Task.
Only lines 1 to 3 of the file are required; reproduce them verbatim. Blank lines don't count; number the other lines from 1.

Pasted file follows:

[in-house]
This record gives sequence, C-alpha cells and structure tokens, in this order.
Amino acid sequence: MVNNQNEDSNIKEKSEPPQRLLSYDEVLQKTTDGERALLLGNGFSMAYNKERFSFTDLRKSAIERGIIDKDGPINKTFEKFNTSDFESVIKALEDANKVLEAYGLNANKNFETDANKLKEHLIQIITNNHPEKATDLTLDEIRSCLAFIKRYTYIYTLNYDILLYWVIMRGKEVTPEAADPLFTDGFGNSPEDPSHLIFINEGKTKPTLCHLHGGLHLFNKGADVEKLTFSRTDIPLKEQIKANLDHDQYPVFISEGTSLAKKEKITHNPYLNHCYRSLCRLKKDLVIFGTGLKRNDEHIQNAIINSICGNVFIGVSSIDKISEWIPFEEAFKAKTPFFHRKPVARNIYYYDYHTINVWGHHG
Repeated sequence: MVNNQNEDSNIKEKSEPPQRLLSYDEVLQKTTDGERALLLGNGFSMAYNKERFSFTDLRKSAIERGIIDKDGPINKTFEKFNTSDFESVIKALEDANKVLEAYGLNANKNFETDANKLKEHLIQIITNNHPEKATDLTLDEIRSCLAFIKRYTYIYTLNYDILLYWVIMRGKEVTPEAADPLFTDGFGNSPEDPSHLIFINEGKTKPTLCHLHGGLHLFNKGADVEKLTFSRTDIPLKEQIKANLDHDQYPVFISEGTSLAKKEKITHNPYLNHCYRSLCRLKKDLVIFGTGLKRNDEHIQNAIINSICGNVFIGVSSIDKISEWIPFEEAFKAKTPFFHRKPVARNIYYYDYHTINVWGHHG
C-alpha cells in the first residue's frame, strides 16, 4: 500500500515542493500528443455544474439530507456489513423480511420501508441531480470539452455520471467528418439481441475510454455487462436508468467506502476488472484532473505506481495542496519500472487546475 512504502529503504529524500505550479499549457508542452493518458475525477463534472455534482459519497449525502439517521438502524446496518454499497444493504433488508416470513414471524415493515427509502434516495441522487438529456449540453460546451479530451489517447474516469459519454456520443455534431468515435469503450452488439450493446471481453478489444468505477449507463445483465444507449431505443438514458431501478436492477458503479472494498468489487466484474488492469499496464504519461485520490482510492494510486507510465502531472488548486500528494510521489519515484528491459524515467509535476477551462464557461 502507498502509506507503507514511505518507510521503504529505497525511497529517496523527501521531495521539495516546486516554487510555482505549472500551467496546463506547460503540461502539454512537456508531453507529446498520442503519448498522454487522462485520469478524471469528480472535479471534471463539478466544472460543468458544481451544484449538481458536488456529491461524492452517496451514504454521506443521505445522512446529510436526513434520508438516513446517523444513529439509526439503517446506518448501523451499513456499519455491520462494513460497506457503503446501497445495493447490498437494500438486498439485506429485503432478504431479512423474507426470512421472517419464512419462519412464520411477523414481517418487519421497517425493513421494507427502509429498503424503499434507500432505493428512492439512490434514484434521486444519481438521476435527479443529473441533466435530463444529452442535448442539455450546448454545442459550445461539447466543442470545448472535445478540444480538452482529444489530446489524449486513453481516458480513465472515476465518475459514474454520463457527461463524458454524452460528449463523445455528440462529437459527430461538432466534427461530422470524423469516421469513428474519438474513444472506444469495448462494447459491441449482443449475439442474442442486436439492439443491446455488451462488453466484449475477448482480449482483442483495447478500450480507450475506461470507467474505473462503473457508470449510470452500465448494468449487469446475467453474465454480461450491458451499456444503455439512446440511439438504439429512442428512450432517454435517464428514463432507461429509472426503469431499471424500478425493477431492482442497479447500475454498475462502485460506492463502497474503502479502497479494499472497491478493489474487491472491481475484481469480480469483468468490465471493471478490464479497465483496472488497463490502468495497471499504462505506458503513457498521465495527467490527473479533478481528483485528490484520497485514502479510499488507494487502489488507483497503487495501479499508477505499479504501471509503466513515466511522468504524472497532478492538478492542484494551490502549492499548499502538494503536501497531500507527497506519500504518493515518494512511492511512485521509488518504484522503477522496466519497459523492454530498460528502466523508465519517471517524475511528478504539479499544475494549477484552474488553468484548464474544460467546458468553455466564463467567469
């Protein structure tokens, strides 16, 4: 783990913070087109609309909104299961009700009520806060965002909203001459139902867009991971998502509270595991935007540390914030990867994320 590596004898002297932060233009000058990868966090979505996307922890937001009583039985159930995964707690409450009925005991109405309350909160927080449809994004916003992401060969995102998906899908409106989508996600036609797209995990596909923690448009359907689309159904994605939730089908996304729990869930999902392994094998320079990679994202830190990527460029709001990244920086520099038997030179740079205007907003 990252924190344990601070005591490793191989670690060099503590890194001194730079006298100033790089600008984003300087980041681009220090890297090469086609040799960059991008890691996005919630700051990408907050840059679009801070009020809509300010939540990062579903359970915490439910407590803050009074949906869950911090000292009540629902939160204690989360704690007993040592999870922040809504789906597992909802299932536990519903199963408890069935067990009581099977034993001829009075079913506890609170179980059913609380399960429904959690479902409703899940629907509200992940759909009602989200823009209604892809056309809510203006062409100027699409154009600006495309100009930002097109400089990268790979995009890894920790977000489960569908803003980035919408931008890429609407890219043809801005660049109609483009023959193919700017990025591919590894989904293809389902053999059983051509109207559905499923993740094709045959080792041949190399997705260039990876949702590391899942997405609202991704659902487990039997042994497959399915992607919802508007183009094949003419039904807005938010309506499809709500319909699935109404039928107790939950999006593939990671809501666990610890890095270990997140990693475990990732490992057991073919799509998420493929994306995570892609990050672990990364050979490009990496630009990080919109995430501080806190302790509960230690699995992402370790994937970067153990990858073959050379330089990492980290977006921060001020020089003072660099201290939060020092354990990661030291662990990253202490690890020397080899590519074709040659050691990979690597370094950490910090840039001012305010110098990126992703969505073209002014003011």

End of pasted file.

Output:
[in-house]
This record gives sequence, C-alpha cells and structure tokens, in this order.
Amino acid sequence: MVNNQNEDSNIKEKSEPPQRLLSYDEVLQKTTDGERALLLGNGFSMAYNKERFSFTDLRKSAIERGIIDKDGPINKTFEKFNTSDFESVIKALEDANKVLEAYGLNANKNFETDANKLKEHLIQIITNNHPEKATDLTLDEIRSCLAFIKRYTYIYTLNYDILLYWVIMRGKEVTPEAADPLFTDGFGNSPEDPSHLIFINEGKTKPTLCHLHGGLHLFNKGADVEKLTFSRTDIPLKEQIKANLDHDQYPVFISEGTSLAKKEKITHNPYLNHCYRSLCRLKKDLVIFGTGLKRNDEHIQNAIINSICGNVFIGVSSIDKISEWIPFEEAFKAKTPFFHRKPVARNIYYYDYHTINVWGHHG